To assuage fears and garner acceptance by the international community, the Taliban promised to rule more moderately this time, including respecting women’s rights, ensuring security within their borders and providing amnesty to everyone who previously fought against them.

“Islam has made the rights of every single person, whether it’s a man, whether it’s a woman, a child … all those rights are very well defined in Islam and the government in Afghanistan will ensure all the rights of the people are respected,” said Abdul Qahar Balkhi, spokesman for the Afghan Foreign Ministry, without specifying exactly what those rights entail.

KABUL, 23 Feb -- Jurucakap Kementerian Luar Afghanistan Abdul Qahar Balkhi ketika berada di Lapangan Terbang Antarabangsa Hamid Karzai untuk menyambut penerbangan khas dari Malaysia, yang membawa hampir lima tan metrik bantuan untuk rakyat Afghanistan, termasuk pakaian musim sejuk, makanan bayi, selimut, susu tepung dan keperluan lain. Abdul Qahar turut mengucapkan terima kasih kepada rakyat Malaysia dan kumpulan bantuan Malaysia atas sumbangan yang diberikan. -- fotoBERNAMA (2022) HAK CIPTA TERPELIHARA

In Muslim countries, implementation of Islamic laws varies – from conservative Saudi Arabia, which segregates schools according to gender but now allows women to work freely with men and in male-dominated fields such as engineering, to moderate Malaysia with its co-educational schools and no government restrictions of movement or education on women.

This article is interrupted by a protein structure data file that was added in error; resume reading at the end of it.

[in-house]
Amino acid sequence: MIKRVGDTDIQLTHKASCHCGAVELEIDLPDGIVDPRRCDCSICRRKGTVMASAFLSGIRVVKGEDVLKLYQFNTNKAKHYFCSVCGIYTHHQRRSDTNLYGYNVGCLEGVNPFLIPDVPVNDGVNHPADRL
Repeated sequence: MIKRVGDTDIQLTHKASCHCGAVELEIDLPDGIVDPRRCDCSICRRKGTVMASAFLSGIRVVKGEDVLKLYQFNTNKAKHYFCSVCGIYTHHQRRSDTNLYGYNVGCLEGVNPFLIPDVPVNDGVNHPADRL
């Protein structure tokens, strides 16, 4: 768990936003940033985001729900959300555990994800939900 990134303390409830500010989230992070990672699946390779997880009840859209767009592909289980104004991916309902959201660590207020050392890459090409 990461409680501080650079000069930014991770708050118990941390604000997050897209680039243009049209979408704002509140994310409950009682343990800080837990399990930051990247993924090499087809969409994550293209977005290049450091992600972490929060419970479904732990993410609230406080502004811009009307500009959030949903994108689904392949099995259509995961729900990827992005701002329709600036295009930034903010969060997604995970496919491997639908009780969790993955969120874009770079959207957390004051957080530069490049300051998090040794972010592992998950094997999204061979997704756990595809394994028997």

Universities in Afghanistan recently reopened to admit both male and female students albeit in segregated classes. Male lecturers can still teach female students but female lecturers cannot teach male students.

In Kabul, the restrictions are not obvious with life under the Taliban seemingly going on as normal. The lucky few merchants and traders, who did not have to close their shops due to the economic crisis, ply their wares to passersby. Outside the Kabul Governor’s office, Afghans queue to apply for aid, with literate Afghans helping them to fill out forms. Taxi drivers yell at each other over customers. Traffic is bad, cars barely move as they approach a crossroads or, more commonly, a checkpoint with Taliban guards dressed in US military uniform. 

Most of the women seen on the streets are beggars, some with their young children in tow. Elderly women tap on windows of cars caught in traffic, asking for money to tide them over, while teenage girls try to sell pens or tasbih (Islamic prayer beads). Every once in a while, smartly-dressed young women would step out, wearing a loose scarf to cover their hair and a mid-length dress with leggings to satisfy the aurat (modesty) requirements.

But such freedoms, anathema to the previous Taliban government, may be too much for this iteration as well. There are signs that leadership promises are not filtering to the lower echelons of the group. Reprisals have occurred against those working for the previous government.

The Taliban has also introduced more restrictions against women, recently announcing that women would not be allowed to travel out of the country to study without a male relative accompanying them. In Kabul University, there are notices reminding women to cover themselves in black Arabic dress and niqab, which covers a woman from head to toe with an opening around the eyes.